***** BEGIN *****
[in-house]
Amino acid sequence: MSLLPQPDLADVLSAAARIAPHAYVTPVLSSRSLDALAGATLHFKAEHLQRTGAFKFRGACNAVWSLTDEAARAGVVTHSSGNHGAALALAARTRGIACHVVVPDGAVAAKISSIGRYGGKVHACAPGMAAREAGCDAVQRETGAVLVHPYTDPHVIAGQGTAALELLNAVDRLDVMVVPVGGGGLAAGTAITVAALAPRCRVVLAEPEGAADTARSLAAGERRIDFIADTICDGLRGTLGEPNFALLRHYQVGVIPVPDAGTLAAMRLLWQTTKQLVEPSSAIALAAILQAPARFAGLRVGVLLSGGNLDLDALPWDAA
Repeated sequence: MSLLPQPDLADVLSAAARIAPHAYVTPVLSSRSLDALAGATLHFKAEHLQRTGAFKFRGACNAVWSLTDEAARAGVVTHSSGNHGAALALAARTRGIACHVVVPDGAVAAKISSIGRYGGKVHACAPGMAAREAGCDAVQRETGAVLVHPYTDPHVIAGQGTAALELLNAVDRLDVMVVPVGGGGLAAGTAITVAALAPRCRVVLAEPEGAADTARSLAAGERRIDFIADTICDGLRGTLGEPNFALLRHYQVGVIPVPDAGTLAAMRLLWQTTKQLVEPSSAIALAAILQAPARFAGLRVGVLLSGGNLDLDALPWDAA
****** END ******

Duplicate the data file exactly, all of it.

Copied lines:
[in-house]
Amino acid sequence: MSLLPQPDLADVLSAAARIAPHAYVTPVLSSRSLDALAGATLHFKAEHLQRTGAFKFRGACNAVWSLTDEAARAGVVTHSSGNHGAALALAARTRGIACHVVVPDGAVAAKISSIGRYGGKVHACAPGMAAREAGCDAVQRETGAVLVHPYTDPHVIAGQGTAALELLNAVDRLDVMVVPVGGGGLAAGTAITVAALAPRCRVVLAEPEGAADTARSLAAGERRIDFIADTICDGLRGTLGEPNFALLRHYQVGVIPVPDAGTLAAMRLLWQTTKQLVEPSSAIALAAILQAPARFAGLRVGVLLSGGNLDLDALPWDAA
Repeated sequence: MSLLPQPDLADVLSAAARIAPHAYVTPVLSSRSLDALAGATLHFKAEHLQRTGAFKFRGACNAVWSLTDEAARAGVVTHSSGNHGAALALAARTRGIACHVVVPDGAVAAKISSIGRYGGKVHACAPGMAAREAGCDAVQRETGAVLVHPYTDPHVIAGQGTAALELLNAVDRLDVMVVPVGGGGLAAGTAITVAALAPRCRVVLAEPEGAADTARSLAAGERRIDFIADTICDGLRGTLGEPNFALLRHYQVGVIPVPDAGTLAAMRLLWQTTKQLVEPSSAIALAAILQAPARFAGLRVGVLLSGGNLDLDALPWDAA